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I think I'm one of the few who also like aerobatic. Recently, I've been doing aerobatic in IL2 using Spit IX. Why IL2 ? Because it's so much more frame-rate friendly. I had even just bought 2 days ago an MSFS Spit and another P47. Both disappointed me a lot in that the frame-rate took quite a hit, especilly the P47.By the way, is there any download of document showing some major Air Show aerobatic moves? I would like to use some samples to fly aerobatic.Lep

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Thanks for the heads-up on those links. Will be looking through them in due time.Lep

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I would love to take unusual attitude training lessons. I know they offer them in northeast- they offer a few days of spin recovery and other stuff. As a private pilot that is a big fear of me. They always say "a spin won't happen if you stay coordinated". That's great, but what about those gusts that knock your turn coordinator around? I know what the recovery technique is- but I've never done it, and have no idea how I would react if faced with one.I think 100% aerobatics would make someone a better pilot.

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From my limited aerobatic experience,A little aerobatic work can be great exposure to very unusual attitudes, but reaction to attitudes you will most likely encounter in routine controlled flight should be pretty well instilled through basic flight training. I will agree that an introduction to aerobatic flight can be a good thing, but it can be a deadly thing as well. My partner stalled his Pitts at the top of his first loop and basically flat spun nearly a thousand feet before recovering. He'd had a few hours of introductory work in an S-2 but not enough formal aerobatic training to go off on his own. He eventually became very proficient but only after a great deal of work.Many instructors will not fully stall an airplane, but teach the student to recognize an imminent stall and effect the recovery at recognition. Stall/spin accidents are still happening and I believe the typical approach and departure stall series should be practiced (through full stall) until recovery comes quickly and naturally. However, seeing green up near the cabin vent does not often bring a controlled and proper reaction from any but those with formal training and sufficient practice to stay somewhat current. My first aileron roll was in a Thorpe T-18 with an F-16 pilot. After a couple of demonstrations it was my turn. No problemo - I'd had my ticket for years, was a competitive pattern R/C pilot - I know all about this stuff...not! At the inverted point I was apparently overwhelmed at the view/attitude/meaning of life, etc. (as I later read most people are), and just relaxed on the stick and flew a very nice inverted arc. My friend woke me up and I finished the roll, which now took about a 3-g pullout.About a half dozen rolls later I could finally concentrate on flying through the maneuver with some degree of precision. I guess my point is that unless we plan to actively pursue aerobatics (not saying an occasional excursion over the top is not a terrific thing), I think we really ought to concentrate on honing our skills and flying precision within our aircraft, and our personal, limitations. Works for me anyway.Regards,Leon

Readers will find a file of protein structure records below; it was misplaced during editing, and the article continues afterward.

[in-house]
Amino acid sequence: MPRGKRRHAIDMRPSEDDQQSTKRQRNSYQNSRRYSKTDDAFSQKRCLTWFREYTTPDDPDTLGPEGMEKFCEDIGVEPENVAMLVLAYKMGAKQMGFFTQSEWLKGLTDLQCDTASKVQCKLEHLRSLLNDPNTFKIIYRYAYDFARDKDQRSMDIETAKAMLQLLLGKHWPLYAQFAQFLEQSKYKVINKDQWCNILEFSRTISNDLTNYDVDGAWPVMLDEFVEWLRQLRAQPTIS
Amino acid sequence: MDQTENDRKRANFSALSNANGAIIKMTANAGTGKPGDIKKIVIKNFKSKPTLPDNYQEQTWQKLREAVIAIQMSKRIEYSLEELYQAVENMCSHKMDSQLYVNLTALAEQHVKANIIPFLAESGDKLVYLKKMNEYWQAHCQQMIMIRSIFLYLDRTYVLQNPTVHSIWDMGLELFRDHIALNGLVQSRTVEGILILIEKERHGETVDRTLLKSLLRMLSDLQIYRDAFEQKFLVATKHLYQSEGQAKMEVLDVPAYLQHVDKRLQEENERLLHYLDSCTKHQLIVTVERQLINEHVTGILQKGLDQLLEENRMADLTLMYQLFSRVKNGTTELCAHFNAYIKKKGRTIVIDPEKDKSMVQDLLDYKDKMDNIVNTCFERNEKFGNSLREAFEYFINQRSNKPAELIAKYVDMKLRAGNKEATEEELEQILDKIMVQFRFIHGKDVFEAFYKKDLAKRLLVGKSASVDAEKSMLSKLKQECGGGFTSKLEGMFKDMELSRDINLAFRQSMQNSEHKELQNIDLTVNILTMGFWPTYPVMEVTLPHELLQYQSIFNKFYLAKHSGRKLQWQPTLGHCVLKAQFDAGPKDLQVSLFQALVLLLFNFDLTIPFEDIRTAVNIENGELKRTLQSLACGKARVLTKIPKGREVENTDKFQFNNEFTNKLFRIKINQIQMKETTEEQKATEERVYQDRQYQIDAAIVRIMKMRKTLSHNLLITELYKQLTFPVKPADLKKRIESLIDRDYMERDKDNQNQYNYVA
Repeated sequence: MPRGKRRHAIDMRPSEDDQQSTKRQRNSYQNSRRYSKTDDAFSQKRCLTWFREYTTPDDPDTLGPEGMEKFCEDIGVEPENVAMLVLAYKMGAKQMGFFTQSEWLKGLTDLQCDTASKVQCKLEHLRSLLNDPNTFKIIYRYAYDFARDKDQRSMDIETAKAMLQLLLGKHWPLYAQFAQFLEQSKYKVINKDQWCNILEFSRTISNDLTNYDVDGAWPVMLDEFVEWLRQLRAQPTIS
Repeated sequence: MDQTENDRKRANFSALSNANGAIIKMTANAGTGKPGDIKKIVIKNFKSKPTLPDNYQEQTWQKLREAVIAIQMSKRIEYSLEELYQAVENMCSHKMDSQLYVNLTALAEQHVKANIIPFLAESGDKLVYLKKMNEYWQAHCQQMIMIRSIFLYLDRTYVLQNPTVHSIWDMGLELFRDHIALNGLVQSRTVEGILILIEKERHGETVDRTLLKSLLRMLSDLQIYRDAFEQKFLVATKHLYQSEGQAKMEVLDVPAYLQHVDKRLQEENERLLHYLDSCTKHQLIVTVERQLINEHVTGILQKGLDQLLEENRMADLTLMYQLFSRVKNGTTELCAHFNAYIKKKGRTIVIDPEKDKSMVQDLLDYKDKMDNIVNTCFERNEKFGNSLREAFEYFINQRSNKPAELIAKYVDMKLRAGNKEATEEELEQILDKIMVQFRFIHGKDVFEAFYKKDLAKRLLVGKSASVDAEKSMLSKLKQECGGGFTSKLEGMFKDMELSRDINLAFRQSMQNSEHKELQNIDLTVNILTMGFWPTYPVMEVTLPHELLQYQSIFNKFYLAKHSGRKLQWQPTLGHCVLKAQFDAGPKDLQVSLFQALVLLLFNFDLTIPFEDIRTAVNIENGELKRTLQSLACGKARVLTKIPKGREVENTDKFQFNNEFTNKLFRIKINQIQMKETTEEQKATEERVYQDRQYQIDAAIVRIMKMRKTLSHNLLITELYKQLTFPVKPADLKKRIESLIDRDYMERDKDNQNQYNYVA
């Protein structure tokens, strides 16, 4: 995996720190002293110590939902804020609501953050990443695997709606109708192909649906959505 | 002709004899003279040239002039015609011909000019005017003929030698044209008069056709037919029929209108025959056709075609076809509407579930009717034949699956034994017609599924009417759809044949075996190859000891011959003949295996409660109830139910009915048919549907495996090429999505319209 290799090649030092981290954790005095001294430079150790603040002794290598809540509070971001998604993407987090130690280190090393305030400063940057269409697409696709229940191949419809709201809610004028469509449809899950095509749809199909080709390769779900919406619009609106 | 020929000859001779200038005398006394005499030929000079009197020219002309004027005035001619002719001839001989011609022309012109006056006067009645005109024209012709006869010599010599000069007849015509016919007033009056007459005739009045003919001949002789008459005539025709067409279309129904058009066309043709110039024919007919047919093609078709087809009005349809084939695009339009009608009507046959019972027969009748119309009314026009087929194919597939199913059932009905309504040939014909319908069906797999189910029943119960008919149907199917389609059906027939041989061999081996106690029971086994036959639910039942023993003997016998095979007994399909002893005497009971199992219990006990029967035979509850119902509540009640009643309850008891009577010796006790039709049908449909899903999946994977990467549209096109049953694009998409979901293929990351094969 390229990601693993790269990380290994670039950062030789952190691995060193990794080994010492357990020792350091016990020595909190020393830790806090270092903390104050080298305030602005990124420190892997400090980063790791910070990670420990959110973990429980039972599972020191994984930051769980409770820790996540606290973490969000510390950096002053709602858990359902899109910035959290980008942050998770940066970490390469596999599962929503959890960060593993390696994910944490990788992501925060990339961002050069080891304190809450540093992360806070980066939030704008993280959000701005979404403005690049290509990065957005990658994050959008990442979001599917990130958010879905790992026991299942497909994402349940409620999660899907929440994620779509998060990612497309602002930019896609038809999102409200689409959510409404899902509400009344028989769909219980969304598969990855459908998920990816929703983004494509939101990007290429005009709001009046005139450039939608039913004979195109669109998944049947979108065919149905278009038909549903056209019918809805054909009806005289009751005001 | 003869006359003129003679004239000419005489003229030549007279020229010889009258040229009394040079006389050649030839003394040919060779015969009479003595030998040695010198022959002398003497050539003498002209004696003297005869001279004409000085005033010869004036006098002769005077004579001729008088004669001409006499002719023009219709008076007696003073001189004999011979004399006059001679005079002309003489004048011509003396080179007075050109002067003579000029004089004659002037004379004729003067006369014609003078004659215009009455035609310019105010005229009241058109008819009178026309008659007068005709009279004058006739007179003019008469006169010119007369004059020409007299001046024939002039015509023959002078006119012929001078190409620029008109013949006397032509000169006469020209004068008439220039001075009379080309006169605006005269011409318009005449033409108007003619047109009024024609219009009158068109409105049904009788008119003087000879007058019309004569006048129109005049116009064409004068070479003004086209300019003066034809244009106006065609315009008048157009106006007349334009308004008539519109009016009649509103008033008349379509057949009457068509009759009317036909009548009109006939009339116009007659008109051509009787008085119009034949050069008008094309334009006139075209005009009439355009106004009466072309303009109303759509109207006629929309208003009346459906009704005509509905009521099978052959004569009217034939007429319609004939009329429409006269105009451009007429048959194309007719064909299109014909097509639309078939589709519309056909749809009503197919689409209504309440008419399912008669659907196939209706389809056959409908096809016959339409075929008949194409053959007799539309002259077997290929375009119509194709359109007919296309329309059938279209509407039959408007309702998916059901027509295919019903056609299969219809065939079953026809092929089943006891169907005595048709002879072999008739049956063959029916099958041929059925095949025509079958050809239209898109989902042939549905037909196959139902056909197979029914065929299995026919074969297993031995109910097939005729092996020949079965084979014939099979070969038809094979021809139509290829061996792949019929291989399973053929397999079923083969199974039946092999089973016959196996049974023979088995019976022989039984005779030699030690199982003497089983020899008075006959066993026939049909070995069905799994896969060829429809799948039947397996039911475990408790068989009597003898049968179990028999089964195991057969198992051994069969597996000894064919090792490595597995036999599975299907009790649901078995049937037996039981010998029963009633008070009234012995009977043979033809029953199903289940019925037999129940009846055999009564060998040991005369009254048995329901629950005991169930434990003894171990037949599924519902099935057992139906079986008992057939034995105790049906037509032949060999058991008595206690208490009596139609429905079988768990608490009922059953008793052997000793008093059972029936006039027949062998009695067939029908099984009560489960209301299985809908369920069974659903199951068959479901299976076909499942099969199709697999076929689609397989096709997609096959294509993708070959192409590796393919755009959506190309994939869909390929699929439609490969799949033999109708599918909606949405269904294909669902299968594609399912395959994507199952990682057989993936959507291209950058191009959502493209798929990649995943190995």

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I don't know whether or not it would help regular GA pilots, although I can see it being useful in emergency situations, but it sure is fun!! Check my videos below of my Mustang Flight!!